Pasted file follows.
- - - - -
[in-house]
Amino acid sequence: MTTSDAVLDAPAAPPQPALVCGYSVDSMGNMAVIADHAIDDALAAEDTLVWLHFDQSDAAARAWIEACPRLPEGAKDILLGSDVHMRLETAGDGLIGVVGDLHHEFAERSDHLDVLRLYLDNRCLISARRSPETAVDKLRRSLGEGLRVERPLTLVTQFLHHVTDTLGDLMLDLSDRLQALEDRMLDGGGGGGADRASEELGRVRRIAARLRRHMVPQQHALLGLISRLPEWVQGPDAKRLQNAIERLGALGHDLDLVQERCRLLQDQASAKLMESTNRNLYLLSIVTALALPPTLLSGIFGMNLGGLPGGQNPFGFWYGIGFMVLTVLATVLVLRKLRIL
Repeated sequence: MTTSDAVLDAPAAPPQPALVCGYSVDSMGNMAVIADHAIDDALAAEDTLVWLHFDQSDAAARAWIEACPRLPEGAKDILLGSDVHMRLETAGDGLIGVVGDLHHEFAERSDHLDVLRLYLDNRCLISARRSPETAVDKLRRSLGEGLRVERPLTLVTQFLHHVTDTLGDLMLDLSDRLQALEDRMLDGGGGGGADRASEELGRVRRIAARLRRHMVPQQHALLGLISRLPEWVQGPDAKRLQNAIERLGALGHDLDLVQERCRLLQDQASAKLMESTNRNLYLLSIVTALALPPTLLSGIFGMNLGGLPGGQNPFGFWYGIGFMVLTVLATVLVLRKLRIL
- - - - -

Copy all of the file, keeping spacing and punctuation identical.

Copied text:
[in-house]
Amino acid sequence: MTTSDAVLDAPAAPPQPALVCGYSVDSMGNMAVIADHAIDDALAAEDTLVWLHFDQSDAAARAWIEACPRLPEGAKDILLGSDVHMRLETAGDGLIGVVGDLHHEFAERSDHLDVLRLYLDNRCLISARRSPETAVDKLRRSLGEGLRVERPLTLVTQFLHHVTDTLGDLMLDLSDRLQALEDRMLDGGGGGGADRASEELGRVRRIAARLRRHMVPQQHALLGLISRLPEWVQGPDAKRLQNAIERLGALGHDLDLVQERCRLLQDQASAKLMESTNRNLYLLSIVTALALPPTLLSGIFGMNLGGLPGGQNPFGFWYGIGFMVLTVLATVLVLRKLRIL
Repeated sequence: MTTSDAVLDAPAAPPQPALVCGYSVDSMGNMAVIADHAIDDALAAEDTLVWLHFDQSDAAARAWIEACPRLPEGAKDILLGSDVHMRLETAGDGLIGVVGDLHHEFAERSDHLDVLRLYLDNRCLISARRSPETAVDKLRRSLGEGLRVERPLTLVTQFLHHVTDTLGDLMLDLSDRLQALEDRMLDGGGGGGADRASEELGRVRRIAARLRRHMVPQQHALLGLISRLPEWVQGPDAKRLQNAIERLGALGHDLDLVQERCRLLQDQASAKLMESTNRNLYLLSIVTALALPPTLLSGIFGMNLGGLPGGQNPFGFWYGIGFMVLTVLATVLVLRKLRIL